He disconnected and put the phone back on the dashboard, watching the two hostage takers being manhandled onto beds and sticky-taped into immobility. He patted the young man who had begged on the shoulder. “That was a great performance, Jimmy, he totally bought it.” He indicated the hastily-applied blue bandage wrapping the other man’s arm. “You okay? When he made me yank that needle out…”
“Yeah, I’m fine. It’s just sore.” There was a knock at the door and the phlebotomist opened it, letting in a hot, puzzled man wearing a bulletproof vest over a sweaty white shirt. “You’re the negotiator?”
The man shivered, frowning. “Wow, it’s cold in here. Yeah, I’m Lieutenant Dickerson. Did they say anything in front of you? Were they terrorists?”
Jimmy snorted. “I can’t believe you bought those phony Middle Eastern accents.” He waved a hand at the taped-up hostage takers. “Terrorists? They’re wannabe badasses who’ve watched too much TV.”
“Sadistic idiots,” Brandon agreed. “They were getting off on letting you help them make us miserable. Now get down on the floor, please.”
Dickerson frowned at him. “Now listen, I know you’re…”
“You don’t know shit. Or you wouldn’t have kept calling.” Brandon pointed. “Sit.” At the rear of the bus, someone raised a captured rifle meaningfully but without pointing it when the lieutenant looked back in that direction. “I said please.”
The lieutenant lowered himself to the floor between the beds, holding back another shiver when the full force of the cold air hit him. “What’s this all about?”
“Think of it as a learning experience,” Jimmy told him. He put down the hostage taker’s cell phone when his own buzzed, pulling it out of his pocket to check the screen. “Got it.”
“Great.” Brandon waved, and the rest of the people on the bus filed out the rear door, leaving the gun behind. He pointed at the lieutenant. “You’re going to sit there, right where we’ve been sitting all this time, and you’re going to listen to what you made us listen to. It won’t be two and a half hours, but let’s see how you like it anyway.”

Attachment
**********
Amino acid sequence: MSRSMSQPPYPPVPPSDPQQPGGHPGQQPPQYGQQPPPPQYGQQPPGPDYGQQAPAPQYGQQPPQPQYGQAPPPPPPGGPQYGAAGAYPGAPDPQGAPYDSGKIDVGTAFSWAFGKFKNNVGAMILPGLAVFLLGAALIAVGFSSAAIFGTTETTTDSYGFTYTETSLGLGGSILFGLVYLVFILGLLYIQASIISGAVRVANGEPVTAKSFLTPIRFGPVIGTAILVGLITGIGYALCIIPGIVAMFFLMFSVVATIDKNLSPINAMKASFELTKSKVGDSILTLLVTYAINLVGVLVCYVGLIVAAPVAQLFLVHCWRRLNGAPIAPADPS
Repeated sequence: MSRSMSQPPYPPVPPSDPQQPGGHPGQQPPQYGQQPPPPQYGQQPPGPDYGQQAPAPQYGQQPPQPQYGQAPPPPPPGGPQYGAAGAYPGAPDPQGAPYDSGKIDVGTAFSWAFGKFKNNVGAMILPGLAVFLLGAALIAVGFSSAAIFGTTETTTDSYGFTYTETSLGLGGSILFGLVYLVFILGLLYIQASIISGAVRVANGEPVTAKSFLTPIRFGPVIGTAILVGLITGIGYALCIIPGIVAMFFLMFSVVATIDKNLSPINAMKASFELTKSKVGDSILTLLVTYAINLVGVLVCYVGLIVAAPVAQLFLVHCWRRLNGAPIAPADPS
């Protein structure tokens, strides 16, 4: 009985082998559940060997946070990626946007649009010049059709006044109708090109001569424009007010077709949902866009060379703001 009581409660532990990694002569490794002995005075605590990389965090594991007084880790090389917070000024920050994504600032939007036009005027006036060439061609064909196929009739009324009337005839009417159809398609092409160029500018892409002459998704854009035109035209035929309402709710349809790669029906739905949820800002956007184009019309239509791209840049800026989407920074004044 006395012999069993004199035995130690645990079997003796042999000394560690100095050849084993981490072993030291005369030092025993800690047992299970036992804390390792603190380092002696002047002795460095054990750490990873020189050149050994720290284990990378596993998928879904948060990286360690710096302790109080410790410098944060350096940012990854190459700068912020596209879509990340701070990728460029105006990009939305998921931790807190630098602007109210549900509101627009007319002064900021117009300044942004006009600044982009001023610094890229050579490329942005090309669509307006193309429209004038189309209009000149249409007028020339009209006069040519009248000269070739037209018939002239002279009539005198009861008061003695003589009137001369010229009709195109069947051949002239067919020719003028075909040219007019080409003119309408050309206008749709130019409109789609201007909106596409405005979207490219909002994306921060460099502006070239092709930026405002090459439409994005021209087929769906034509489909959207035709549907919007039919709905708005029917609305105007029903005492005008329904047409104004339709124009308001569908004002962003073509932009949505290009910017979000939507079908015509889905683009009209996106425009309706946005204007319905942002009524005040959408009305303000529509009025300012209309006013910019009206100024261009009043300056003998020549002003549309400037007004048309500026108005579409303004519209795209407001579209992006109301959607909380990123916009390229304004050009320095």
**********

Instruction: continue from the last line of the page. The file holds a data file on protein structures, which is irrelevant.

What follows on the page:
The two men went out the front of the bus, closing the door behind them. Dickerson shivered and started to stand back up…and that was when the hostage taker’s cell phone rang. And rang, and rang some more. When it didn’t stop, he sank back down, grimacing. The guy in the lab coat had been right, he hadn’t known. But he should have. The captain of the SWAT team had told him he’d be better off only calling once every thirty minutes, or every hour…but he’d been sure he could wear the hostage-takers down if he kept calling, so he hadn’t listened. He glanced over his shoulder at the taped-up criminals – who didn’t look happy – and rolled his eyes. No, definitely not the same ethnicity their accents had been. And no way they hadn’t picked that godawful ringtone on purpose.
One of his people opened the door and he waved them back. “Give me a minute.”
“Shouldn’t you answer the phone?” the other officer asked.
The lieutenant grimaced again. It hadn’t even been five minutes, and he was already freezing. “No. Start taking statements from the hostages, I’ll be out in a few. I’m…learning something.”